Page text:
In the Guangdong province, heater factories work three shifts per day. As a result of the high demand for their products in Europe, they are doing very well. The growth of exports to the European Union is unprecedented.
It has been reported that Bulgaria has bought six times more Chinese air heaters in the first six months of this year than in the same period last year. There was a four-fold increase in sales in Poland and a two-fold increase in Italy. The energy crisis is forcing Europeans to prepare for a brutal winter by purchasing solar panels and heating equipment.
The volume of exports from China more than doubled from January to August compared to 2021. Meanwhile, they are unlikely to help save much on electricity in winter. And yet, EU countries bought 132 million units from China. It is almost one and a half times more solar panels than last year.
John F. Kennedy once said that the Chinese word for "crisis" consists of two words - "danger" and "opportunity". Chinese linguists disagree with this interpretation; however, the current dangerous times in Europe present great opportunities for the United States.
Amid unsustainable energy and raw material prices, the EU is undergoing complex deindustrialisation and an erosion of its industrial structure. The most prominent companies in the region are moving their production to where it is more profitable, and quite often, it turns out to be the States. And for a good reason – the Americans can boast relatively low prices for gas, oil products and electricity, a highly skilled labour force, a lower social burden and legal rules and practices familiar to Europeans.
Due to Europe's rejection of Russian gas and earlier radical shift to renewable energy sources, chemical and metal industries, paper mills and rubber and plastic products are now being relocated to the US.
For instance, chemical manufacturer Evonik has opened a research and development centre in Pennsylvania and invested USD 200 million to build Indiana production facilities. Pharmaceutical giant Bayer is building a 100-million-dollar technology centre in Boston. Over four years, the chemical conglomerate BASF has invested nearly USD 4 billion in the US economy. Lufthansa and Siemens are also moving their facilities to the US state of Oklahoma.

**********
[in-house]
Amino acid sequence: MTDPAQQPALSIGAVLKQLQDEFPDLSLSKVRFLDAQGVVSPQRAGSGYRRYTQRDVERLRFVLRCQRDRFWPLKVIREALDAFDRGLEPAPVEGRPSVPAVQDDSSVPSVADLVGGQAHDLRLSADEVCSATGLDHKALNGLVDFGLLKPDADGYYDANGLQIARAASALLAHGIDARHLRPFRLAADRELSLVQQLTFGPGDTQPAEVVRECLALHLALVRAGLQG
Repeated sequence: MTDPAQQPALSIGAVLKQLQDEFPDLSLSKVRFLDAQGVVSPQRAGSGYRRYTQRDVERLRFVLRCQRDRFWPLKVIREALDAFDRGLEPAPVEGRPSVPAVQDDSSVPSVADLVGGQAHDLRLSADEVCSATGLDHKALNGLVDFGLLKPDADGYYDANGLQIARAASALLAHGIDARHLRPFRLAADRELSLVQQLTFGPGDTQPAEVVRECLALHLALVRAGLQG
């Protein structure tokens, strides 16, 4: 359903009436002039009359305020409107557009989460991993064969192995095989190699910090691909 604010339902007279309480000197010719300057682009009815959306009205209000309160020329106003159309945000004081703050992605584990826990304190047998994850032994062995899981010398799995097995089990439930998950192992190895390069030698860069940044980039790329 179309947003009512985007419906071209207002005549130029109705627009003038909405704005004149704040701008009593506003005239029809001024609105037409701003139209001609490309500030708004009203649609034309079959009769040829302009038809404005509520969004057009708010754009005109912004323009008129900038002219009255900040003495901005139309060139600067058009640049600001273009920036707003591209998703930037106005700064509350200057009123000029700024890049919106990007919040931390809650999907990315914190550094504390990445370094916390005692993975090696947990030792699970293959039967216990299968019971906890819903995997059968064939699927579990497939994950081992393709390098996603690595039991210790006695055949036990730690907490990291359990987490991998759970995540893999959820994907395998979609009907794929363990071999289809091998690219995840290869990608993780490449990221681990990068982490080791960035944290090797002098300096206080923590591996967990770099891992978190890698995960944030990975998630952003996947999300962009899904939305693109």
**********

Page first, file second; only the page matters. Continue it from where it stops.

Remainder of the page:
The EU economy will lose vast sums, and thousands of jobs will be cut, while the chance that these productions will come back to Europe is rather slim.
Gas exporters, especially liquefied natural gas, continue to benefit from the European crisis. Once again, the United States is at the top of the list of beneficiaries, for which a new and very capacious market for LNG has opened up. Europe would like to buy all US LNG, but there is no way it can do so because no liquefaction capacity has been built and no delivery to end consumers within the country.
At the same time, LNG plants in the US are running at total capacity. Especially in light of the failure of the largest of them, Freeport LNG. Therefore, on the EU side, demand for gas from Australia, Qatar, and the UAE is also growing.
The potential market is so large that all gas exporters are preparing to double production and are also planning to expand their gas carrier fleets. This is good news for Chinese and South Korean shipbuilders. The demand for gas can be estimated quite accurately: Russia used to supply the EU with around 155 billion cubic meters of fuel per year.
Ankara has its own significant gain. The other day, President Erdoğan agreed with his Russian counterpart Vladimir Putin that Turkey would become a gas hub for the European Union. The country will thus accumulate pipeline gas from the Middle East, North Africa and Central Asia.
Azerbaijani President Ilham Aliyev has announced recently that the two countries are working with Turkey to double the capacity of the TANAP pipeline from 16 billion cubic meters of gas per year to 32 billion cubic meters. Thus, all gas exporters will benefit substantially from the EU's attempts to alleviate the energy crisis.
Middle Eastern suppliers are also earning extra revenues from the export of oil and oil products. As winter approaches and fuel shortages increase, Europe is reactivating its coal-fired power plants, which require raw materials at an accelerated rate. It is benefiting coal exporters like South Africa, which shipped more coal to the EU in the first half of 2022 than in the first half of 2021.
An economic analysis reveals that the Eurozone countries' trade deficit in August was around USD 50 billion. In an attempt to save the industry and society, we are running out of money, while the rest of the world is actively taking advantage of this situation with wasting no time.